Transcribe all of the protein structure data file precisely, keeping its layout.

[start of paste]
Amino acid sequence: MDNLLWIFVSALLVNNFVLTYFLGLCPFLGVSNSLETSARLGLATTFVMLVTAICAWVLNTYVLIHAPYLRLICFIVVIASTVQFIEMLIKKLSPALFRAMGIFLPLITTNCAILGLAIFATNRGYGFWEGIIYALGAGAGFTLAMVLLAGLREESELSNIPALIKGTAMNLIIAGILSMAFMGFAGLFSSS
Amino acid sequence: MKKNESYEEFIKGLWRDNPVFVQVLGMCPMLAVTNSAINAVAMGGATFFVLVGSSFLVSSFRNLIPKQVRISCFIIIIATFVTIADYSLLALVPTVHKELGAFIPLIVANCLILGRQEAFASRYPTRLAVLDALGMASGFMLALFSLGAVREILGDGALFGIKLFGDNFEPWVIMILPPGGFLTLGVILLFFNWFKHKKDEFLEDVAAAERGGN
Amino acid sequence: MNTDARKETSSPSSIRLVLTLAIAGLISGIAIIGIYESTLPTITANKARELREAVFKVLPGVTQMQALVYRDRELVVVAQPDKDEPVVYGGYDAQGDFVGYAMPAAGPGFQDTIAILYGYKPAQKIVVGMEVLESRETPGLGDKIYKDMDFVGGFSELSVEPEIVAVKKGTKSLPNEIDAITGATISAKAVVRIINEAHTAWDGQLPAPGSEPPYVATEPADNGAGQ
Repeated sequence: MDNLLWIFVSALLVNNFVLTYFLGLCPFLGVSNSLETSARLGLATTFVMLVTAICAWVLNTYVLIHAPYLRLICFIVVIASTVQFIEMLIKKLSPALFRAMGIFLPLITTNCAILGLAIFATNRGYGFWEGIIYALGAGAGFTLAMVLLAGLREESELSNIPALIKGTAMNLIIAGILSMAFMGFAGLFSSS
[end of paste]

Amino acid sequence: MDNLLWIFVSALLVNNFVLTYFLGLCPFLGVSNSLETSARLGLATTFVMLVTAICAWVLNTYVLIHAPYLRLICFIVVIASTVQFIEMLIKKLSPALFRAMGIFLPLITTNCAILGLAIFATNRGYGFWEGIIYALGAGAGFTLAMVLLAGLREESELSNIPALIKGTAMNLIIAGILSMAFMGFAGLFSSS
Amino acid sequence: MKKNESYEEFIKGLWRDNPVFVQVLGMCPMLAVTNSAINAVAMGGATFFVLVGSSFLVSSFRNLIPKQVRISCFIIIIATFVTIADYSLLALVPTVHKELGAFIPLIVANCLILGRQEAFASRYPTRLAVLDALGMASGFMLALFSLGAVREILGDGALFGIKLFGDNFEPWVIMILPPGGFLTLGVILLFFNWFKHKKDEFLEDVAAAERGGN
Amino acid sequence: MNTDARKETSSPSSIRLVLTLAIAGLISGIAIIGIYESTLPTITANKARELREAVFKVLPGVTQMQALVYRDRELVVVAQPDKDEPVVYGGYDAQGDFVGYAMPAAGPGFQDTIAILYGYKPAQKIVVGMEVLESRETPGLGDKIYKDMDFVGGFSELSVEPEIVAVKKGTKSLPNEIDAITGATISAKAVVRIINEAHTAWDGQLPAPGSEPPYVATEPADNGAGQ
Repeated sequence: MDNLLWIFVSALLVNNFVLTYFLGLCPFLGVSNSLETSARLGLATTFVMLVTAICAWVLNTYVLIHAPYLRLICFIVVIASTVQFIEMLIKKLSPALFRAMGIFLPLITTNCAILGLAIFATNRGYGFWEGIIYALGAGAGFTLAMVLLAGLREESELSNIPALIKGTAMNLIIAGILSMAFMGFAGLFSSS